Unobtrusive JavaScript

JavaScript. Yes, it does happen sometimes. Someone asks you to add some client side functionality in your webapp, and you start vomiting js code straight into your (x)html templates. That is very very bad, and you should stop immediately. Since it’s 2007, and given that you want to evolve and keep enjoying what you are doing, here is how you should start thinking about client side code.

Separation of concerns. Years ago, we used to do our presentation inside our (x)html templates. Then we figured our how to do it using CSS. Years ago, we used to do all our persisted data (from database) to Objects translation, inside our POJOs. Then we started using DAOs. Separation is what makes software scale. Unless you are only “engineering” basic contact forms and guestbooks, you should try to embrace separation of concerns and layering, which will make your life easier.

So, back to JavaScript. The idea is to apply your behaviors in an unobtrusive way. Add a class, if necessary, to the elements you want to enhance, and apply the new functionality when the document loads.


You want to apply duplication functionality in some paragraphs. Clicking on those paragraphs, which have a class “duplicate”, will make them duplicate themselves.


<p class="duplicate">Click me!</p>

You’ve got a little piece of nice (x)html. Google does not care what you are going to do on the client side. Screen readers and most mobiles won’t care as well. Why feed them anything more than pure accessible semantic markup? All client side code goes on a separate file, which on load will apply the behavior.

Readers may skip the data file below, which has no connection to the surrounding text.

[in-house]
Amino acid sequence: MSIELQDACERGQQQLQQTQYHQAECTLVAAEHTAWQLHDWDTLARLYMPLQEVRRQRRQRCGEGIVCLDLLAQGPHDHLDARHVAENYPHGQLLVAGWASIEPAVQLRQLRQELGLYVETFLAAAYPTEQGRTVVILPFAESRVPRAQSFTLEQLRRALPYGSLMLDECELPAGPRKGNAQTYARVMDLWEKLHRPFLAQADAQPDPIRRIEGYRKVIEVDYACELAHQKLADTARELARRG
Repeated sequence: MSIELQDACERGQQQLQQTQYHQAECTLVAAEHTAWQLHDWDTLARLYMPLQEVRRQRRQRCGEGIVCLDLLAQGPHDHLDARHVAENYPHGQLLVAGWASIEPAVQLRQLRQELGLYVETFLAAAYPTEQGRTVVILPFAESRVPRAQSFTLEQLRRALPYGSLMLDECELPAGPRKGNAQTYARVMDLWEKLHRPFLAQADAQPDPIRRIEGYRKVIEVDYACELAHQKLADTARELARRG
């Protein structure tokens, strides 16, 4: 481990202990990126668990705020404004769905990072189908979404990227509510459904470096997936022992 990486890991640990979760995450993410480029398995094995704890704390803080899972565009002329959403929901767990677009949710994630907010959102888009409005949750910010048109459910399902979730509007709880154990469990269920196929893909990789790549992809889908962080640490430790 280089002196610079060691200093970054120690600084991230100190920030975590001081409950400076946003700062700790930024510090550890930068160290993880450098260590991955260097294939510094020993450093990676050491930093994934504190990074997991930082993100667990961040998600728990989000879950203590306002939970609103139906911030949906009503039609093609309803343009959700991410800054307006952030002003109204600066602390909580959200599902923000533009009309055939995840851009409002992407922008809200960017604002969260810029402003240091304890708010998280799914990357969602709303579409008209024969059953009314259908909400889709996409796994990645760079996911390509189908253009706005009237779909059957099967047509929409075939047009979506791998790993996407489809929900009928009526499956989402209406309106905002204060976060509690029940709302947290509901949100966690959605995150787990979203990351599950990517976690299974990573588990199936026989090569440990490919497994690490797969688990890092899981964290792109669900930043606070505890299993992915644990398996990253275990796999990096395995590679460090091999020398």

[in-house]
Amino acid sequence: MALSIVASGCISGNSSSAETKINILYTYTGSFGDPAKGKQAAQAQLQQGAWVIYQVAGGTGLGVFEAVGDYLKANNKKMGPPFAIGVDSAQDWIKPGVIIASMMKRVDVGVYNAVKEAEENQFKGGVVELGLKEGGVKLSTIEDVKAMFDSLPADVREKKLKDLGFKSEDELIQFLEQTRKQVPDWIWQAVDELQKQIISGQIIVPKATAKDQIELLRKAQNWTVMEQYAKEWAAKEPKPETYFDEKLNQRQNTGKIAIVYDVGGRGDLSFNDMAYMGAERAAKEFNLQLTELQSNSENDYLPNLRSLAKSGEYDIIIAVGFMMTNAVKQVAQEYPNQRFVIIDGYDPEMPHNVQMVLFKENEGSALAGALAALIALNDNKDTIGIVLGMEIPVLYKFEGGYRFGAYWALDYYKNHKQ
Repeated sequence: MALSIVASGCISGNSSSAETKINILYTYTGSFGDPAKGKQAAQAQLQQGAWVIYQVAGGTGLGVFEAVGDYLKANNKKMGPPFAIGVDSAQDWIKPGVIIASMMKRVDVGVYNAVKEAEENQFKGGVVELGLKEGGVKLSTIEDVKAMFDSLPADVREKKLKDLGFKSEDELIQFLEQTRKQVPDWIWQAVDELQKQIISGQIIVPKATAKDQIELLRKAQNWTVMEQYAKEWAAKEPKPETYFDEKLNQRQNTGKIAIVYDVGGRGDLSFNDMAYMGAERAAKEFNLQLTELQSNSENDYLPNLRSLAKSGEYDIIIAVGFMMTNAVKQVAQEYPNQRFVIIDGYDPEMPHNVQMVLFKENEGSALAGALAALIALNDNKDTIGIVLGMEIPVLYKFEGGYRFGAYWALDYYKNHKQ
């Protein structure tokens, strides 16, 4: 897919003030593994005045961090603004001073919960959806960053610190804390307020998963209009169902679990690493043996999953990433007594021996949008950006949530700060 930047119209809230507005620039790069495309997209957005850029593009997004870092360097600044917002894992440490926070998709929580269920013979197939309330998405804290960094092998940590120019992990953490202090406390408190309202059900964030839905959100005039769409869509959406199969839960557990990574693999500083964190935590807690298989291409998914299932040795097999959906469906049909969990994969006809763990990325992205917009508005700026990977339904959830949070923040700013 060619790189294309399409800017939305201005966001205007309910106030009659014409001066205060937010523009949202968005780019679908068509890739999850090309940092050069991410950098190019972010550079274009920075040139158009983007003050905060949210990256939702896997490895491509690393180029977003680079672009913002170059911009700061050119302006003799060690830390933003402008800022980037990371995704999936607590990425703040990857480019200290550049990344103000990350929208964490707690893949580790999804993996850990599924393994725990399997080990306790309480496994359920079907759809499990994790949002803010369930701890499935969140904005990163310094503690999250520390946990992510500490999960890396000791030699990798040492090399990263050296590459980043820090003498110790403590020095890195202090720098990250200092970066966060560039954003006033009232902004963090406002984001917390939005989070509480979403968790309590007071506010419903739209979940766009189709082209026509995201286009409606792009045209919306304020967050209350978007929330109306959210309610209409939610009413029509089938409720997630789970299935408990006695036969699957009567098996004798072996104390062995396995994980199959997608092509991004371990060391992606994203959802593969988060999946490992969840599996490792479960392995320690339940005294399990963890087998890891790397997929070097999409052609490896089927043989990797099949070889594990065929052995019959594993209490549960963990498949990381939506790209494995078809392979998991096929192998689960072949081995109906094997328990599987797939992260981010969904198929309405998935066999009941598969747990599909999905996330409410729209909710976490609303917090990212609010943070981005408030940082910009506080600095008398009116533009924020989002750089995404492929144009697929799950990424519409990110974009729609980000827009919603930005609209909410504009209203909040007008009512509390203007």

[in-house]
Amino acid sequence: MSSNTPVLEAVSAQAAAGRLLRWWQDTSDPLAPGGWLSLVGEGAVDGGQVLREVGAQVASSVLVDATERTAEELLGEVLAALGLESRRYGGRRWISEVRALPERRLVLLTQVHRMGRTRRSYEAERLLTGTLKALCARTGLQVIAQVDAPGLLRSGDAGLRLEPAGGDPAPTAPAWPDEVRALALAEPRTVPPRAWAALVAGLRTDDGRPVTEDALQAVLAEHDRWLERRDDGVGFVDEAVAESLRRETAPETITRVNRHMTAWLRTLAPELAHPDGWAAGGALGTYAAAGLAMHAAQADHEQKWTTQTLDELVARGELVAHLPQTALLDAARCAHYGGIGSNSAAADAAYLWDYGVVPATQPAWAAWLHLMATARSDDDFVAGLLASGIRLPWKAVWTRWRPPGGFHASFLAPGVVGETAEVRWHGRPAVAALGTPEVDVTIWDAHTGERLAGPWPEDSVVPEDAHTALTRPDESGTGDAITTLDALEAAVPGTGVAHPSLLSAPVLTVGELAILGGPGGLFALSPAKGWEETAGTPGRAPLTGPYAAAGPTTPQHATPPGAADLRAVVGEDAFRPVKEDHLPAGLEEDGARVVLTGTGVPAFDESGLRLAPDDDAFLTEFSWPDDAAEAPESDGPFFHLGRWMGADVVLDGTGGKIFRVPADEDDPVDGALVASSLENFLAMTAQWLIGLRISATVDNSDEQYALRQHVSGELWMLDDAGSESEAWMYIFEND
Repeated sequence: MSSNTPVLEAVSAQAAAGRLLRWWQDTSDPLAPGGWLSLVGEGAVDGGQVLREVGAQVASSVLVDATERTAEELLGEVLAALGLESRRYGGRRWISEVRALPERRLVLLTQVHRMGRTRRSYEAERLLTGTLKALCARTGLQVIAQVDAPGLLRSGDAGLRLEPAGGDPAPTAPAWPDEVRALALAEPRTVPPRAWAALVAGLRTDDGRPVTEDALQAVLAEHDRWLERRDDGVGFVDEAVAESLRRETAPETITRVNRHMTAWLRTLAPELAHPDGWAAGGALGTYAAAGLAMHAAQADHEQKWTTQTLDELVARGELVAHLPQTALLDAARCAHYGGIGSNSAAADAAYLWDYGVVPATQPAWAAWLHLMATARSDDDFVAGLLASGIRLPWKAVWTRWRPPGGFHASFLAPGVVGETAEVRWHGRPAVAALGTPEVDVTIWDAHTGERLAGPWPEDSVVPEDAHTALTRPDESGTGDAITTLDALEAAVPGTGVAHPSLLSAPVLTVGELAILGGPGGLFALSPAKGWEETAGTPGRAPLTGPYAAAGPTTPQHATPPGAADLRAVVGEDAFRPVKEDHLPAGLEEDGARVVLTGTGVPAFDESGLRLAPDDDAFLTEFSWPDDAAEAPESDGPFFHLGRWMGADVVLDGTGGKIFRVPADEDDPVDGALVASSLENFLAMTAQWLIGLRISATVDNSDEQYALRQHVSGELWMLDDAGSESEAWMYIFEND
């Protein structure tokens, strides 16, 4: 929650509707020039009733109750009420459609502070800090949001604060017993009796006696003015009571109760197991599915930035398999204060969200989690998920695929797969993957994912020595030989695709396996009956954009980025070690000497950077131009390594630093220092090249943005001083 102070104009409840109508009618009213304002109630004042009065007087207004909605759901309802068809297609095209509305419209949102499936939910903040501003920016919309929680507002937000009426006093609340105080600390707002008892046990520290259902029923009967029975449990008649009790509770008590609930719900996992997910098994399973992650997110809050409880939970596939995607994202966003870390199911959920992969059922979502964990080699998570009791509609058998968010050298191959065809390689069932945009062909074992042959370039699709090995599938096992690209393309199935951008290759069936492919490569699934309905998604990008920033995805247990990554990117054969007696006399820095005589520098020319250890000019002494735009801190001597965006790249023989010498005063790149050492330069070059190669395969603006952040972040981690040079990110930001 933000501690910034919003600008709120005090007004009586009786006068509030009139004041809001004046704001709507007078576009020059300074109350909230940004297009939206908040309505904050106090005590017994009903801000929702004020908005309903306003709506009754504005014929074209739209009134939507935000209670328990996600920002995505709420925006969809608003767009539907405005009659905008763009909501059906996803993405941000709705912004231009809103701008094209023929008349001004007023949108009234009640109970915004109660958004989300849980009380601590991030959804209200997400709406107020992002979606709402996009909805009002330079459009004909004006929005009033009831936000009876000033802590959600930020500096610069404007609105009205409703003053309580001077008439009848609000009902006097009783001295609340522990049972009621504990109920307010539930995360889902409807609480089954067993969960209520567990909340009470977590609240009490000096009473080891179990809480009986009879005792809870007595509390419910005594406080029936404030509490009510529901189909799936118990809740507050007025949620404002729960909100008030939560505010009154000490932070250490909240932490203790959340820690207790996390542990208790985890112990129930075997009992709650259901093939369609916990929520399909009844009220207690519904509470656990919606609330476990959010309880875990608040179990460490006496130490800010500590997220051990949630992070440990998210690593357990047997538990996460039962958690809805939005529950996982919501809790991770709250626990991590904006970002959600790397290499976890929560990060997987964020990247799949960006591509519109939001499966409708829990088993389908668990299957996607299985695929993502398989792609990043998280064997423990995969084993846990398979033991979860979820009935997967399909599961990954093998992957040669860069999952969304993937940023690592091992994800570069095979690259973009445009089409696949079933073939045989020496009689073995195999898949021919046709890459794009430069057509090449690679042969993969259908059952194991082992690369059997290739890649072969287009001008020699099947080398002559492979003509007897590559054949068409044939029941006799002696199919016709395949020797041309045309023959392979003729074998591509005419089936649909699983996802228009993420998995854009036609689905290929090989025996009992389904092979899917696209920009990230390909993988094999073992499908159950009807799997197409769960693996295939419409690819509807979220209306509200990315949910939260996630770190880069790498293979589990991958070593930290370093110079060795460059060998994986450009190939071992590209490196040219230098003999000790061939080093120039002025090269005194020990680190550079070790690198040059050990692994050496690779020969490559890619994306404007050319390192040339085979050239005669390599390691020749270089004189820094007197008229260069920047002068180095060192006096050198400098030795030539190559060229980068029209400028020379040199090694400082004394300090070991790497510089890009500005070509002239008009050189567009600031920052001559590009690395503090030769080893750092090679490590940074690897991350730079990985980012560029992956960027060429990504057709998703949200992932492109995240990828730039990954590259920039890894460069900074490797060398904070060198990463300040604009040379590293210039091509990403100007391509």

// when window has loaded

  function init() {

  // if browser is capable
  if(document.getElementById) {

    // get all <p>
    var ps = document.getElementsByTagName('p');
    for(var i=0,length=ps.length; i<length; i++) {
      // if paragraph element has class 'duplicate'
      if (p[i].className.indexOf('duplicate')>=0) {
        // apply behavior
        ps[i].onclick=function() {

Live Demo
The first disadvantage here is that we have to write tedious DOM manipulation code. The second is that we have to do browser detection. In this simple example this is not so painful, but when you want to do complex stuff (possibly with asynchronous calls) there will be lots of code for browser compatibility. The third (and most important) problem is that this code will start executing only when the window has finished rendering. In complex documents and slow connections this will be seen.
The answer to all those problems comes with lightweight JavaScript libraries. Have a look at the same code, written in jQuery:

// when window has loaded

  // for all p with class duplicate which will be clicked
  $('p.duplicate').click(function() {

    // apply behavior

The best advice of course is to avoid use of JavaScript at any cost. IE6, a very popular browser, memory leaks very badly, which is another reason to try and keep JavaScript code to the absolute minimum.
Good luck.

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